Mr. Kasich. Well, Mr. Chairman, if we have time I could ask a couple more questions if you want to wait.

Mr. NICHOLS. I yield to the gentleman.
Mr. Kasich. Thank you, Mr. Chairman.

The issue that has been raised, General, about the total explosion in numbers of civilian personnel, and bureaucracy, that has been raised by a number of people here, including Secretary Lehman. What are we going to do to control this?

We know we are going to be in for tough budget times. Personnel is a big issue. We have too many people working for the Pentagon right now, both within the services, in the civilian area and also within OSD. Can we make reforms that would cut down on the bureaucracy that we have down here?

Dr. WADE. Well, first of all, I think it is rather obvious this is not just an internal problem. We are facing an external threat. You can look at the peacetime capability of the Warsaw Pact, you know the numbers are very high indeed.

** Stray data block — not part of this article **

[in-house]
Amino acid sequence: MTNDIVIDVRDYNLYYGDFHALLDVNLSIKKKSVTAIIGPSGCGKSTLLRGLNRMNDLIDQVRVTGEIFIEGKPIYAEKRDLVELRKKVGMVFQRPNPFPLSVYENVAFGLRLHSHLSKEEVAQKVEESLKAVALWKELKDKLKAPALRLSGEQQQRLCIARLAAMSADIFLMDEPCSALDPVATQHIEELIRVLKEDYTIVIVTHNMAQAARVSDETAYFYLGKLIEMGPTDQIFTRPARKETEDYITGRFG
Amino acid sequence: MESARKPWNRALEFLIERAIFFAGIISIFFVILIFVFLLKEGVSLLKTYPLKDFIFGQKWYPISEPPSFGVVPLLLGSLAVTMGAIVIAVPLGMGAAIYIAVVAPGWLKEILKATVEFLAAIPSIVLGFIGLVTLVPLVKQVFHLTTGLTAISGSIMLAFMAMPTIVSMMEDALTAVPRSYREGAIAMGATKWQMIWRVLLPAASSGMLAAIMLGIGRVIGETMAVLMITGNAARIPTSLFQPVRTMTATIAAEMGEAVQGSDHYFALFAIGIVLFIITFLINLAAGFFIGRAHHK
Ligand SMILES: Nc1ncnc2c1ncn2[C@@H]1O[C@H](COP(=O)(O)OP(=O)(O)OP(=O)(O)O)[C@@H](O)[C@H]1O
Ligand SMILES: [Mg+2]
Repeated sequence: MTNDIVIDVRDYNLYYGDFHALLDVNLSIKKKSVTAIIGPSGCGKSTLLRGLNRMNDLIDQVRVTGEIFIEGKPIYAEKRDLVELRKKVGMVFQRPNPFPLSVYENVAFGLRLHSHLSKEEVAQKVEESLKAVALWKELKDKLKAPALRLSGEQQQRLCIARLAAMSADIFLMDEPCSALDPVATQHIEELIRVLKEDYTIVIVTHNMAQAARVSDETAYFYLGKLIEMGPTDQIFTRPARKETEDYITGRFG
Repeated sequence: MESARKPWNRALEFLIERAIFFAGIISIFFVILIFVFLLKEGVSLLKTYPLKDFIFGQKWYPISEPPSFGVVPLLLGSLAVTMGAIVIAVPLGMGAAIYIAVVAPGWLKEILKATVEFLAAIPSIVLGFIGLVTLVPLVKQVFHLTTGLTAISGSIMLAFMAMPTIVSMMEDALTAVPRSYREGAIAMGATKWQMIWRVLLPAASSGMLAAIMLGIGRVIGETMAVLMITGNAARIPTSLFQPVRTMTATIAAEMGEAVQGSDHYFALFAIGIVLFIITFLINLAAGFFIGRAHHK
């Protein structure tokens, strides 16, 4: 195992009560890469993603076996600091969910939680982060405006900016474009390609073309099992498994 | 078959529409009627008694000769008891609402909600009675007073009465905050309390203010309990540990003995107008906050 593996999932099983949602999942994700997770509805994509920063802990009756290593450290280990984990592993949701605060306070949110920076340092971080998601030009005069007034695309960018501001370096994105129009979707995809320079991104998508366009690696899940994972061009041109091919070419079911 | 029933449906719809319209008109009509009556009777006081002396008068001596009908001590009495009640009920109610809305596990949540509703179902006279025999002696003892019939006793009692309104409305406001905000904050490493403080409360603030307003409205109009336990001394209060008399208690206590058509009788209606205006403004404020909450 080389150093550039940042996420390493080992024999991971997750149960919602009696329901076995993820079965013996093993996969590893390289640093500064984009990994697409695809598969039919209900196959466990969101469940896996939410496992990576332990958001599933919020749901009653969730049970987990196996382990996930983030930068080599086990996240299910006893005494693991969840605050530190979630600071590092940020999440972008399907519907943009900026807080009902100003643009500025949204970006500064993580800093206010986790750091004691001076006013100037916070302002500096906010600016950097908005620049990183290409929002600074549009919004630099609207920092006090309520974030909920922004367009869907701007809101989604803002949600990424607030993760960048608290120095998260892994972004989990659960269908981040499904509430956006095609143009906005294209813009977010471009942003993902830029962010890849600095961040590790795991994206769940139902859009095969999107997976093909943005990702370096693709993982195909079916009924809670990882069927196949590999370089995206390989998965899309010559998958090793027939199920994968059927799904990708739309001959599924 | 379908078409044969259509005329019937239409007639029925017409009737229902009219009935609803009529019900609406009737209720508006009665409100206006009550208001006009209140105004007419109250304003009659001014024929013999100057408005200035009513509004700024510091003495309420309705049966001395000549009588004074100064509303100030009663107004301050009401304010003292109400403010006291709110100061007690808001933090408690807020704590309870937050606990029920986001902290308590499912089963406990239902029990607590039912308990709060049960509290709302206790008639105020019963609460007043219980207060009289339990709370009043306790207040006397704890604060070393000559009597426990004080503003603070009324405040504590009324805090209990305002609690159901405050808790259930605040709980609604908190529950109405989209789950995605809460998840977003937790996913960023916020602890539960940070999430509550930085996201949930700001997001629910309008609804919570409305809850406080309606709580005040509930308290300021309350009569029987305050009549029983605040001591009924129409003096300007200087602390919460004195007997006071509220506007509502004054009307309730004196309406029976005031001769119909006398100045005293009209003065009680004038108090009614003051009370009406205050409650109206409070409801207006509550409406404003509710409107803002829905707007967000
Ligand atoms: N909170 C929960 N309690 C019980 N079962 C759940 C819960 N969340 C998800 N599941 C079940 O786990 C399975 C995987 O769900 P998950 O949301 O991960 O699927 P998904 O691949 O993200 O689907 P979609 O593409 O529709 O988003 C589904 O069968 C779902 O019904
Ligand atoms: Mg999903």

As far as improving upon the numbers involved with the DOD, both civilian and military, we can improve and, I think, improve in a very large way upon how we go about improving, particularly the acquisition process as a whole.

We have, and I would like to underline this, since 1981, and the formation of the 32 Carlucci initiatives, the various improvements that have followed therefrom, and have been very, very significant. It is a job that we can all be quite proud of, improving our overall acquisition programs.

You know the improvement of the DSARC process. The integration of acquisition with the planning and the budgeting process, multiyear procurement, the economic production rates, better cost estimations, I think these are all, have had a very sizable impact on how well we are managing ourselves overall.

But when you look to the future and ask yourself what types of funds will be available, and what types of problems face us, I think, we now have to take a look at some of the more difficult issues that we have stayed away from in the past. Some of these have to do with the overall makeup or work force, the organization that supports the work force, and perhaps, even the requirements process.